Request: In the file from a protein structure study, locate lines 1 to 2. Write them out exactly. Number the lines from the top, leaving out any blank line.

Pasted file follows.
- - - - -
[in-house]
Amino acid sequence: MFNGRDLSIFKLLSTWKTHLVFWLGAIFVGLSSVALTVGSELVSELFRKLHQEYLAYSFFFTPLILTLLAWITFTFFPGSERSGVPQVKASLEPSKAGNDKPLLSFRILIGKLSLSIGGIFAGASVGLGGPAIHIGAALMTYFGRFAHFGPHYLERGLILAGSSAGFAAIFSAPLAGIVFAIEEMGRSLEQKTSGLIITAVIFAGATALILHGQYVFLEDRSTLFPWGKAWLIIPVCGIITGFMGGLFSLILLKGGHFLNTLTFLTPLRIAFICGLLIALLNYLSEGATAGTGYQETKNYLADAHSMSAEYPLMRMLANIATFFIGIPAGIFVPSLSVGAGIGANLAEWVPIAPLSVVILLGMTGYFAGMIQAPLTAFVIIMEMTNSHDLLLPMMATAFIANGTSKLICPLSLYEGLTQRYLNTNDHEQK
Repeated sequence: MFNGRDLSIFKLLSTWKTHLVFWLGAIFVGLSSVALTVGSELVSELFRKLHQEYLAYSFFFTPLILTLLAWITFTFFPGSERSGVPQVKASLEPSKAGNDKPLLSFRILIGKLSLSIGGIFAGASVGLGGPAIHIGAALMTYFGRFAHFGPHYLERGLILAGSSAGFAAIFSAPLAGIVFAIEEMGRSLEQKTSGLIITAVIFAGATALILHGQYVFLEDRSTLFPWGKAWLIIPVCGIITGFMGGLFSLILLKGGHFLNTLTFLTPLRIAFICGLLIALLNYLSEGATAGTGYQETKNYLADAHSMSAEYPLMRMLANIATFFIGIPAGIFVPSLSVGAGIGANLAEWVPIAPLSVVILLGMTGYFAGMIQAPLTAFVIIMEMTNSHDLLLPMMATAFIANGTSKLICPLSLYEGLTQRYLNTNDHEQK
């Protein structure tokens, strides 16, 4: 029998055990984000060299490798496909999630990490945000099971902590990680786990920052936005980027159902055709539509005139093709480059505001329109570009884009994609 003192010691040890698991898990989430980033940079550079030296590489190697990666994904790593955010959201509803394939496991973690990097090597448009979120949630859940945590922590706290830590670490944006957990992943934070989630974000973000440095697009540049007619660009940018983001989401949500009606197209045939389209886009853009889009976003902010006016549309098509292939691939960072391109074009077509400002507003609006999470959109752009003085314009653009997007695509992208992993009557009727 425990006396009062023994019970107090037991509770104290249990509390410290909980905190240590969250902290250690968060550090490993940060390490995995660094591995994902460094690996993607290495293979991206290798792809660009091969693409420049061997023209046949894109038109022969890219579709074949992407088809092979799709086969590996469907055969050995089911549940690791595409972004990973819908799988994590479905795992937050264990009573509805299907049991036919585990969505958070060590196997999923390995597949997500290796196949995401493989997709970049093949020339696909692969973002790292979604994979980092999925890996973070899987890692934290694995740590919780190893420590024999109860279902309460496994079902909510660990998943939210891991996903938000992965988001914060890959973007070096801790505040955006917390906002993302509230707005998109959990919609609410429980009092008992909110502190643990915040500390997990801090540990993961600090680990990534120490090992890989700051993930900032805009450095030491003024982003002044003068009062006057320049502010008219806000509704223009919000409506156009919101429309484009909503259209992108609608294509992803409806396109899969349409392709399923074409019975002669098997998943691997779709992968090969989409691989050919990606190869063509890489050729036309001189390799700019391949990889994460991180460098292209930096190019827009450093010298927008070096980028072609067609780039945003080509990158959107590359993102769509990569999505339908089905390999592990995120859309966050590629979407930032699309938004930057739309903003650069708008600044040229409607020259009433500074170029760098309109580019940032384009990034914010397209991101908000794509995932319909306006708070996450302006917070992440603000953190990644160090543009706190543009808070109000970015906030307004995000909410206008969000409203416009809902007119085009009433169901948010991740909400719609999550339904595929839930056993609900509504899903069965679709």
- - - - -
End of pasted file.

[in-house]
Amino acid sequence: MFNGRDLSIFKLLSTWKTHLVFWLGAIFVGLSSVALTVGSELVSELFRKLHQEYLAYSFFFTPLILTLLAWITFTFFPGSERSGVPQVKASLEPSKAGNDKPLLSFRILIGKLSLSIGGIFAGASVGLGGPAIHIGAALMTYFGRFAHFGPHYLERGLILAGSSAGFAAIFSAPLAGIVFAIEEMGRSLEQKTSGLIITAVIFAGATALILHGQYVFLEDRSTLFPWGKAWLIIPVCGIITGFMGGLFSLILLKGGHFLNTLTFLTPLRIAFICGLLIALLNYLSEGATAGTGYQETKNYLADAHSMSAEYPLMRMLANIATFFIGIPAGIFVPSLSVGAGIGANLAEWVPIAPLSVVILLGMTGYFAGMIQAPLTAFVIIMEMTNSHDLLLPMMATAFIANGTSKLICPLSLYEGLTQRYLNTNDHEQK